Monday, October 16, 2017

G&S Captivates in San Diego Opera Opening

J. Katarzyna Woronowicz Johnson

REVIEW: San Diego Opera

Civic Theatre

Blustering Pirates dominated San Diego’s Civic Center Plaza and overflowed onto the Civic Theatre stage in San Diego Opera’s Oct. 14 engaging season opener, Gilbert and Sullivan’s perennially pleasing The Pirates of Penzance. Brimming over with a cast of operatic virtuosi and awash with clever, eye-catching sets and costumes originally created for Opera Theatre of Saint Louis, the gleaming production enlivened the hall from start to finish. The addition of a few timely bits, including a not-so-subtle reference to such current phrases as “covfefe,” contributed extra laughs to the overall comic effect.

As the Pirate King, bass-baritone Greer Grimsley was without doubt a bit of luxury casting. Known for his heavy Wagnerian roles - e.g., a recent Flying Dutchman in Seattle and Wotan in San Francisco Opera’s upcoming Ring - Grimsley was last seen at SDO as the seriously villainous Scarpia in Tosca. The singer’s status as an SDO favorite was further enhanced by his portrayal of Gilbert & Sullivan’s comically villainous pirate chief. The very epitome of swashbuckling, Grimsley thrust and parried his way through the well-populated stage full of pirates, maidens and police academy rejects, seemingly without breaking a sweat. Vocally, his powerful instrument twinkled and flashed, with its usual impressive consistency.

Greer Grimsley
In partnership with her real-life husband for the first time on the SDO stage, mezzo-soprano Luretta Bybee provided nonstop laughs with her over-the-top characterization of the “Piratical Maid,” while giving a vocally solid performance that showed both depth and power. Her Cockney accent was authentic, spot on, and exceedingly amusing.

Greer Grimsley, Mackenzie Whitney, Luretta Bybee
The Bybee-Grimsley couple frequently perform as a stage duo, and it shows. Their scenes together scintillated; in fact, their “paradox” number was so convincing in its tongue-in-cheek, mock malevolence that one almost expected a Sweeney Todd moment to follow (they have performed together previously as Mrs. Lovett and the title character).

Young tenor Mackenzie Whitney showed great promise as the steadfast Frederic. His sincere portrayal of the naïve, lovesick apprentice was winning, and though it took him a bit of adjustment in his upper notes for the opening numbers, by the second act he settled into pleasing tones and was in top form.

As Major-General Stanley, Patrick Carfizzi drew a steady stream of guffaws from the audience. The comically gifted bass-baritone displayed an endless repertoire of physical pratfalls and light-stepped dance moves that kept viewers in stitches in his every onstage appearance. His hysterical, virtuoso “modern Major-General” patter was so rapid that the above-the-stage surtitles barely kept up with him.

Patrick Carfizzi
Having witnessed soprano Maureen McKay’s luminescent Nanetta in last season’s SDO Falstaff, it was even more pleasurable to hear the full capabilities of her lyric coloratura in the role of Fredric’s heartthrob, Mabel. Though the difficulties of this character’s vocal pyrotechnics are often underestimated. McKay dazzled with her vocal beauty and dashed off the fioratura in true Beverly Sills fashion.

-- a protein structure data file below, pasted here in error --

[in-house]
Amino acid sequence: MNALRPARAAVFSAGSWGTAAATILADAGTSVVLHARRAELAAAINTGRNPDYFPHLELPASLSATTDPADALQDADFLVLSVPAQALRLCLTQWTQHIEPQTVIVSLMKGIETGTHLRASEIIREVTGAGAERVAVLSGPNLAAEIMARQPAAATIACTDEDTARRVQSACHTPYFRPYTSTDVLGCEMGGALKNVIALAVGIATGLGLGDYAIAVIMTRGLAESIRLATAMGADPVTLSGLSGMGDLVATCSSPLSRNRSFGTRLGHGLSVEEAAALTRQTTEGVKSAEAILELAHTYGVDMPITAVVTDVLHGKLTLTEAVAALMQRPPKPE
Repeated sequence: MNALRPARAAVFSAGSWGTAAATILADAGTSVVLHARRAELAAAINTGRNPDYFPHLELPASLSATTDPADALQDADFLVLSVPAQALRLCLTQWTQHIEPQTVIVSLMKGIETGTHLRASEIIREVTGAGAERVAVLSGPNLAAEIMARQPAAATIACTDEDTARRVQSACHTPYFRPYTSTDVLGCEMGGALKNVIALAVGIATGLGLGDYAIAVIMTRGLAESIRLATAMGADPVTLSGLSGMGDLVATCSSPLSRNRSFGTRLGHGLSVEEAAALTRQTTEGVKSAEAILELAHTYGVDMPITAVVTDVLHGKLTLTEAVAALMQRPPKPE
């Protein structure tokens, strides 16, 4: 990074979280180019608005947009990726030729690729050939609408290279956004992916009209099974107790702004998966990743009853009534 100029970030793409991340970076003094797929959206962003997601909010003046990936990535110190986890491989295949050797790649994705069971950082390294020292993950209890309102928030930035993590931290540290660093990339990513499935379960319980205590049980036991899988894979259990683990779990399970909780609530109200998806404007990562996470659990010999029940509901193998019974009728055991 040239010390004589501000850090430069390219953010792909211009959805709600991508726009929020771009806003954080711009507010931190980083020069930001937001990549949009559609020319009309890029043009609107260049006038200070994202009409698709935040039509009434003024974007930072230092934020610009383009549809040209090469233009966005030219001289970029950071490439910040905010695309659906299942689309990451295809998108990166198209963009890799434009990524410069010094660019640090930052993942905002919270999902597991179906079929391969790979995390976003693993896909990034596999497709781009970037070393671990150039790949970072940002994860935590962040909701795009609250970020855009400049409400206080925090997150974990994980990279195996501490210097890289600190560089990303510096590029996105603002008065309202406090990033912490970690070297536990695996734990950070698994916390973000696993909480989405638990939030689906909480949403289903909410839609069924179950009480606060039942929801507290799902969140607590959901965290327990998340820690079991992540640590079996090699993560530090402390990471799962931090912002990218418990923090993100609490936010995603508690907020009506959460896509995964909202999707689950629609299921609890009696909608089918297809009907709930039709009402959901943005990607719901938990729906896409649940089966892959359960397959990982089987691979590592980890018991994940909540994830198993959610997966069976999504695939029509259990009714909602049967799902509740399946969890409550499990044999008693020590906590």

Maureen McKay
Baritone Michael Sokol provided more chortles as the bumbling Sergeant of Police. Sokol led his equally blundering troops with true Inspector Clouseau aplomb, and was vocally convincing as well. In the smaller roles sopranos Tasha Koontz (Edith) and Patricia McAfee (Isabel), and debuting artists Sarah-Nicole Carter (mezzo, Kate), and Ted Pickell (bass-baritone, Samuel) contributed likeable comic appeal.

Director Seán Curran deserves much praise for his sparkling Vaudevillian charm and wit. The antics through which he put his singers were at once enthralling and adorable in scene after scene. The performers played up the slapstick humor to the hilt, often bordering on camp but never going over the edge of good humorous taste. The stage was always active but not overly busy, the actors gutsy but campy only when necessary; and in true Barber of Seville fashion, the Police force shtick drew belly laughs from the audience at every entrance and exit.

Michael Sokol, SDO male chorus
Conductor Evan Rogister made a truly striking company debut. Rarely has this writer heard the company’s orchestra sound better. Rogister’s lively tempo at the beginning of the overture set the tone for the entire performance. Attacks and releases were impressively together. The string sound especially was smooth and refined. His lively, expressive beat showed great understanding of style. Rogister has all the equipment required to reach star status as an opera conductor.

Robert Wierzel’s cheerful lighting brightened James Schuette’s kaleidoscopic, attention-grabbing sets and costumes. The women’s attire was especially fetching in color and movement.

Bruce Stasyna’s chorus showed their singing chops to spectacular effect, even in the throes of the most active comically physical challenges. The authenticity of the various enunciations could have been a bit more consistent overall, but the singers stepped up to the challenge.

Bringing British operetta to the SDO stage may have been a calculated risk on the company’s part, but their boldness in programming pays off in this highly entertaining evening of rib-tickling and swagger.